One of the big benefits of Windows 8 and Windows 8.1 is the inclusion of client Hyper-V in the business oriented SKUs, especially for dev and test purposes. I’ve discussed this a few times previously, but I haven’t shown how to set up how to store your VMs on the network, which makes it easier to move VMs to and from the client and the Hyper-V servers in your environment. As I’ve just set up a pimped out Gen8 HP MicroServer, I thought I’d document the process here.
Starting on the storage server, we need to have set up a server through with the SMB Share – Applications option, which does some of the heavy lifting for preparing the share for VM storage. You can do this through Server Manager, or via PowerShell.
# Create folder
# Create file share New-SmbShare -Name VMS1 -Path X:\VMS -FullAccess Domain\HVAdmin, Domain\HV1$, Domain\HV2$, Domain\HVC$
# Set NTFS permissions from the file share permissions Set-SmbPathAcl –Name VMS1
You can see in the image above that I’ve already given HYPERV01 and HYPERV02 permissions to this share, so let’s add the client machine, named WORKSTATION.
We select Add.
Next we need to change the types of directory objects that will be returned, as by default you won’t get Computers.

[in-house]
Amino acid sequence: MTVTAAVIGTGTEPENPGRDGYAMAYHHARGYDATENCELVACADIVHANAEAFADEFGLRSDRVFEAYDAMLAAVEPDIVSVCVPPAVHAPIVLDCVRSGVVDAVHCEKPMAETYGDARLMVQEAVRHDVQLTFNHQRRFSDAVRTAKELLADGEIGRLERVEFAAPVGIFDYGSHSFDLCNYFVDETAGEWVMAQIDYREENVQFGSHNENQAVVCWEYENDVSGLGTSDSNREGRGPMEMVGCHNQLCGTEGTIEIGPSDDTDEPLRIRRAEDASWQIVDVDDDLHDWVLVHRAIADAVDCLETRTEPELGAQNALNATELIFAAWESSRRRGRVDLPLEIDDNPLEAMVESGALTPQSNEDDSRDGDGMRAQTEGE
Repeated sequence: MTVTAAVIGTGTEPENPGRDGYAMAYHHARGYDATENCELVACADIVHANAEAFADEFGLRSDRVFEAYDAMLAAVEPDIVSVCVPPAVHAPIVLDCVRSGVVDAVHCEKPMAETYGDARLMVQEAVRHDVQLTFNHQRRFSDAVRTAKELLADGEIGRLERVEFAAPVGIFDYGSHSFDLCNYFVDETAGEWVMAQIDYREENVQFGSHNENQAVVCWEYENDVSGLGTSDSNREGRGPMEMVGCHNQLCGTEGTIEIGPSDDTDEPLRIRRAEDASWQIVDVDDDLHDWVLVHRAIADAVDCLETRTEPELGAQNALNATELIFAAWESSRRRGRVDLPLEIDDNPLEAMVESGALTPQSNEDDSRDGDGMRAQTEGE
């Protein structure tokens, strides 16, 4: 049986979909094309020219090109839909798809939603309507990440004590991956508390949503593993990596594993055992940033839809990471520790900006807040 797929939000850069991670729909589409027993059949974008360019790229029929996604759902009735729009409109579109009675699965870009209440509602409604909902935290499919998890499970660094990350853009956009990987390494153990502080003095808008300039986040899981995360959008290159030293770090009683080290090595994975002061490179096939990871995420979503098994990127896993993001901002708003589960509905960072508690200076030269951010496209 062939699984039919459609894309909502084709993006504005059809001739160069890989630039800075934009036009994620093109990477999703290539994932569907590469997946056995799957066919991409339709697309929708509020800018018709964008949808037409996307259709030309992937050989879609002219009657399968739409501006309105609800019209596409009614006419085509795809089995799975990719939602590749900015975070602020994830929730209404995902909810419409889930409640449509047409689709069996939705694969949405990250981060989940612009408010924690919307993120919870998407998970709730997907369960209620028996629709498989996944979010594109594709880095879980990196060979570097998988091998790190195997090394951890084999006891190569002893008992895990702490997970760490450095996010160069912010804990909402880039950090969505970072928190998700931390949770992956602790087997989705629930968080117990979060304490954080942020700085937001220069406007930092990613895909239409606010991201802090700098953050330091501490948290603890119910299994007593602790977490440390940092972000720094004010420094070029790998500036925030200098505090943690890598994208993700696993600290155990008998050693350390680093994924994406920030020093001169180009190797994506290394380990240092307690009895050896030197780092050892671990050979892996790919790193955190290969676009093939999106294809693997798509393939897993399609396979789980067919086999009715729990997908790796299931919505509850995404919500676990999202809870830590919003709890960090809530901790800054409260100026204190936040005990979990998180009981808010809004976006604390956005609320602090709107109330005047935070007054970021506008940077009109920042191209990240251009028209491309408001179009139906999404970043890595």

Enabling Computers is simple enough.
Type in the name of client Hyper-V machine, in this case, WORKSTATION.
We need to give WORKSTATION Full control, and then hit okay. That’s pretty much it on the server.
Now if we switch to WORKSTATION, you can see I’ve got a few VMs, but I’ll just move the storage for one of them across.
We just type in the network location, and the sign that things are looking promising is that we can see the Available space on the share. If this doesn’t show, it’s usually an indication of permissions issues.
We can verify the settings, and click Finish.
Depending on the size of the VM, this could take a while, but as you can see you can monitor the progress through Hyper-V Manager.
Something to take note of here, and something I’ve discussed previously, is that SMB 3.0 Multichannel will help you out here, allowing the load to move across multiple network interfaces with zero configuration required on the client or server.
And now, the final piece – we can see that this has completed, and the storage has been migrated